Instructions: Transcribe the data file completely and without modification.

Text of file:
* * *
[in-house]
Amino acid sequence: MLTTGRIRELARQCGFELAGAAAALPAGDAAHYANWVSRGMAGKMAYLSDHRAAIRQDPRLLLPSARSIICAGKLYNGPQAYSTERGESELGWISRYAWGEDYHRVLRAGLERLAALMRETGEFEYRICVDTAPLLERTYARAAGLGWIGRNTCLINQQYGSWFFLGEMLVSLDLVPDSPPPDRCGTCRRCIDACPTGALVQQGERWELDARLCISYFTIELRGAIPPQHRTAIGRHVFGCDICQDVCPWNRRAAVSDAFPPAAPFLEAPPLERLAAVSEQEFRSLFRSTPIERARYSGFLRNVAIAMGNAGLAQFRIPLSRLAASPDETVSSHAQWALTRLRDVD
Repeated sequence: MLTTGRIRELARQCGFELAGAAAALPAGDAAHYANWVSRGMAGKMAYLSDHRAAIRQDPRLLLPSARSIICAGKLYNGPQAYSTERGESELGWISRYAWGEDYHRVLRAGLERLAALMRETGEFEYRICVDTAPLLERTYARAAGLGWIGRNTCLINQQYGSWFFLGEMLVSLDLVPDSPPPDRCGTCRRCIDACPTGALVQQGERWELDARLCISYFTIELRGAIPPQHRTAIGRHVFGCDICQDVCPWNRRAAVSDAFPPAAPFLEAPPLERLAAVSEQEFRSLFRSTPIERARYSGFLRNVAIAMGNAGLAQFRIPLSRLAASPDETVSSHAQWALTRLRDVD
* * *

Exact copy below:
[in-house]
Amino acid sequence: MLTTGRIRELARQCGFELAGAAAALPAGDAAHYANWVSRGMAGKMAYLSDHRAAIRQDPRLLLPSARSIICAGKLYNGPQAYSTERGESELGWISRYAWGEDYHRVLRAGLERLAALMRETGEFEYRICVDTAPLLERTYARAAGLGWIGRNTCLINQQYGSWFFLGEMLVSLDLVPDSPPPDRCGTCRRCIDACPTGALVQQGERWELDARLCISYFTIELRGAIPPQHRTAIGRHVFGCDICQDVCPWNRRAAVSDAFPPAAPFLEAPPLERLAAVSEQEFRSLFRSTPIERARYSGFLRNVAIAMGNAGLAQFRIPLSRLAASPDETVSSHAQWALTRLRDVD
Repeated sequence: MLTTGRIRELARQCGFELAGAAAALPAGDAAHYANWVSRGMAGKMAYLSDHRAAIRQDPRLLLPSARSIICAGKLYNGPQAYSTERGESELGWISRYAWGEDYHRVLRAGLERLAALMRETGEFEYRICVDTAPLLERTYARAAGLGWIGRNTCLINQQYGSWFFLGEMLVSLDLVPDSPPPDRCGTCRRCIDACPTGALVQQGERWELDARLCISYFTIELRGAIPPQHRTAIGRHVFGCDICQDVCPWNRRAAVSDAFPPAAPFLEAPPLERLAAVSEQEFRSLFRSTPIERARYSGFLRNVAIAMGNAGLAQFRIPLSRLAASPDETVSSHAQWALTRLRDVD